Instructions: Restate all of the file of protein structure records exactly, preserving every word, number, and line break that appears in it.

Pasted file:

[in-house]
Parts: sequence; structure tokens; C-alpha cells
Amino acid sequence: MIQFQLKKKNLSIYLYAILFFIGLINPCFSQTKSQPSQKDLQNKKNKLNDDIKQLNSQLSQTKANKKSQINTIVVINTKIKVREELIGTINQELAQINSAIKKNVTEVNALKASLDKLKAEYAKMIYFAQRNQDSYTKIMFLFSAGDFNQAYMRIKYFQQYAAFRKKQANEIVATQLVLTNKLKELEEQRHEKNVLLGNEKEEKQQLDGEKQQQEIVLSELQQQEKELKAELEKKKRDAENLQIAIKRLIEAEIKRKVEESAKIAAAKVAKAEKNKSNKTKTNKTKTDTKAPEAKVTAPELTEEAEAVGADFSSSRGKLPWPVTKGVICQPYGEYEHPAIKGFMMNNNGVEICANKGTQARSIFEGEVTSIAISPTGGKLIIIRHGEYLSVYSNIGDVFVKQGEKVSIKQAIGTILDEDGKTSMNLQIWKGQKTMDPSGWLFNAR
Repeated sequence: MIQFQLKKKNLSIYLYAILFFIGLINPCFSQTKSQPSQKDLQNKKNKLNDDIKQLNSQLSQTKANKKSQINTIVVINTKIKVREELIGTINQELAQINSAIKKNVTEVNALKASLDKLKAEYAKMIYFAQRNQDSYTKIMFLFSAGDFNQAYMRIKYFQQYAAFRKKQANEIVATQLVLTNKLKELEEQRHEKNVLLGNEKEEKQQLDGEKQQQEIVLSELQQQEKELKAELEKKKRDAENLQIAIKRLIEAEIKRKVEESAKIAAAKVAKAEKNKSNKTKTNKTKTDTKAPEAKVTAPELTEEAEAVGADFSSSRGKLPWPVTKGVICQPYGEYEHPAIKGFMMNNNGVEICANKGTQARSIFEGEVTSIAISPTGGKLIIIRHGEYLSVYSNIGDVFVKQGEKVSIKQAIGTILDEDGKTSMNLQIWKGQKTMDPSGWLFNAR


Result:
[in-house]
Parts: sequence; structure tokens; C-alpha cells
Amino acid sequence: MIQFQLKKKNLSIYLYAILFFIGLINPCFSQTKSQPSQKDLQNKKNKLNDDIKQLNSQLSQTKANKKSQINTIVVINTKIKVREELIGTINQELAQINSAIKKNVTEVNALKASLDKLKAEYAKMIYFAQRNQDSYTKIMFLFSAGDFNQAYMRIKYFQQYAAFRKKQANEIVATQLVLTNKLKELEEQRHEKNVLLGNEKEEKQQLDGEKQQQEIVLSELQQQEKELKAELEKKKRDAENLQIAIKRLIEAEIKRKVEESAKIAAAKVAKAEKNKSNKTKTNKTKTDTKAPEAKVTAPELTEEAEAVGADFSSSRGKLPWPVTKGVICQPYGEYEHPAIKGFMMNNNGVEICANKGTQARSIFEGEVTSIAISPTGGKLIIIRHGEYLSVYSNIGDVFVKQGEKVSIKQAIGTILDEDGKTSMNLQIWKGQKTMDPSGWLFNAR
Repeated sequence: MIQFQLKKKNLSIYLYAILFFIGLINPCFSQTKSQPSQKDLQNKKNKLNDDIKQLNSQLSQTKANKKSQINTIVVINTKIKVREELIGTINQELAQINSAIKKNVTEVNALKASLDKLKAEYAKMIYFAQRNQDSYTKIMFLFSAGDFNQAYMRIKYFQQYAAFRKKQANEIVATQLVLTNKLKELEEQRHEKNVLLGNEKEEKQQLDGEKQQQEIVLSELQQQEKELKAELEKKKRDAENLQIAIKRLIEAEIKRKVEESAKIAAAKVAKAEKNKSNKTKTNKTKTDTKAPEAKVTAPELTEEAEAVGADFSSSRGKLPWPVTKGVICQPYGEYEHPAIKGFMMNNNGVEICANKGTQARSIFEGEVTSIAISPTGGKLIIIRHGEYLSVYSNIGDVFVKQGEKVSIKQAIGTILDEDGKTSMNLQIWKGQKTMDPSGWLFNAR